Wednesday, June 13, 2007

Smoke Series

processing java application, june 2007, jim soliven

Started delving into Ken Perlin's noise algorithm and applied it to the Torsion series below. The results are amazing images which resembles smoke. The beauty of coding generative algorithms is that you are always surprised(sometimes frustrated) by the results. This series turned out a lot better than I expected.

Sample images below:
95.jpg 93.jpg
46.jpg 53.jpg
98.jpg 75.jpg
68.jpg 35.jpg


Monday, June 04, 2007

Wiresquid Network Sniffer

processing java application, july 2007, jim soliven

more images found on my flickr

Wiresquid is Wireshark's illegitimate kin. It is a graphic visualization of a network packet "flow" that occurs during a TCP/IP session. Each network packet that flows from the source receives a response or two from a destination. Each transaction is represented by a tentacle that forms from the construct.

A list of features for Wiresquid follows:
  • Each time you send a packet to the network, a destination host responds to the request. The request can be broken down into smaller packets or TCP windows. Each collection of packets is a flow.
  • For every flow leaving your macine, it is represented as an object that leaves from the "src".
  • Each response to a request from the destination host is represented by an object that flows towards the "src". Each flow is color coded depending on the IP address of the responding host.
  • A response from the host is represented by a tentacle from the "squid" construct in the middle. Traffic flows outside the range of your IP address subnet mask is represented by a white tentacle. Traffic that is local to the IP address range is marked by green.
I work as a Network Analyst during the day. In my day-to-day operations I find it necessary to sniff traffic on a wire to examine packets and analyze the network. I've always been fascinated by the possibility of using the network as a source of data for graphic visualization purposes. Wiresquid is my first attempt at furthering my interests.

Files and Source Code: - Wiresquid macosx application. Requires OpenGL, Java 1.5. Before running the application, you'll need to change the permisions on certain files to allow the application to run as root. Open a terminal window and type "sudo chmod 777 /dev/bpf*". Enter your password then the application should be able to run. - Wiresquid Linux application. Requires everything that the MacOSX application needs. I didn't really test this application since the two Linux servers I play around with are Pentium 800 Mhz machines and do not support OpenGL(boo! No Beryl!)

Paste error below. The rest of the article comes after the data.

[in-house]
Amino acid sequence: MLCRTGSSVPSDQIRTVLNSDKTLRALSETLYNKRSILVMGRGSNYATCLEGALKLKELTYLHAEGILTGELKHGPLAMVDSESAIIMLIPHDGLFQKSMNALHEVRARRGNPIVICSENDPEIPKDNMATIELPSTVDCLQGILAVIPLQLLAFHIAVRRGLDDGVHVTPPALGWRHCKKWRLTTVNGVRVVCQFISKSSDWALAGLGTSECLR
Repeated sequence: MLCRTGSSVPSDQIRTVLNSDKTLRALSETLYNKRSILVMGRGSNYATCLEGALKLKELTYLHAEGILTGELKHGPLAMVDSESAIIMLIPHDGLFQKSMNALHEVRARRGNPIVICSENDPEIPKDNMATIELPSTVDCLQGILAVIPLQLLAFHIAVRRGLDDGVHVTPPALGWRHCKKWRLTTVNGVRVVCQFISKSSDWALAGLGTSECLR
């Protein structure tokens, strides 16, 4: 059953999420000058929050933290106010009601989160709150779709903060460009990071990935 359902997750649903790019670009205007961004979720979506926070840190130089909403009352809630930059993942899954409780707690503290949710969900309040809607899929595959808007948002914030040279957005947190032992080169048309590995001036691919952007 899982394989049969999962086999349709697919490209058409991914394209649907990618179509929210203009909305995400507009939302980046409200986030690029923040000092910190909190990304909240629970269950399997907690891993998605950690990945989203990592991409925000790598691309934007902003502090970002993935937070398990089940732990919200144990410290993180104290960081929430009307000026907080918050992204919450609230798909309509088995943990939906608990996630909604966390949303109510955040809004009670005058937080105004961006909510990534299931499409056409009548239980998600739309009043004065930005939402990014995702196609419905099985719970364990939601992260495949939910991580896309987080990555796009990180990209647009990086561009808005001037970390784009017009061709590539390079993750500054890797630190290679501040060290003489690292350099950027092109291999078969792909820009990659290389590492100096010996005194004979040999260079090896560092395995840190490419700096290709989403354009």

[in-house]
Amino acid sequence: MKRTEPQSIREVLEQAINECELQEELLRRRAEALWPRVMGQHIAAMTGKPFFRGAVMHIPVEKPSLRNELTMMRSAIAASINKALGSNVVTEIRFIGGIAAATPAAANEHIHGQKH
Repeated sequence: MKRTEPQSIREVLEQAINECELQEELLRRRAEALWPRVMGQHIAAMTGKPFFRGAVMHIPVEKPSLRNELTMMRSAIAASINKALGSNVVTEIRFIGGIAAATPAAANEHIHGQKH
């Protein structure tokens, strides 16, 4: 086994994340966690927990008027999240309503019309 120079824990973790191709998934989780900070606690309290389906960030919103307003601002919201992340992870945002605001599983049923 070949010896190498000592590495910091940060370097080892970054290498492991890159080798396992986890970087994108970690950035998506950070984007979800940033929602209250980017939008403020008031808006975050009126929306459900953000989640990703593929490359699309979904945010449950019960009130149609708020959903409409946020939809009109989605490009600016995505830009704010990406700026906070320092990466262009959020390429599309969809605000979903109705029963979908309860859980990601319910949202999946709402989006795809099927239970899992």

There is no Windows version of the application. The reason being is that all three of my windows machines cannot run the application due to a bug on the CarnivorePE software.


Sunday, June 03, 2007

Torsion Series

processing java application, march 2007, jim soliven

This is a simple dynamic particle attractor series. The simple algorithm follows a particle as it tries to follow a target point. I was originally trying to come up with an algorithm that will replicate a twine of rope but the resulting work came out to be something totally different.

The original series was created in 2005. It was a series of 3200x2400 images that I saved on my Mac Powerbook which was subsequently erased when I had to reformat to the mac due to security issues. My Mac powerbook actually got hacked! In my haste to secure the Mac, I inadvertently erased all the original printed work and the algorithm that generated it.

I liked the result of the work so much that I decided to recreate the program in 2007. It wasn't easy. The underlying algorithm is the same as the original but I guess I'm not implementing it the same way. The subsequent work generated images that wasn't as interesting as the original. The latest images are 5400x3600 images. When I get a chance, I'm going to print the images on rice paper.

Some sample images: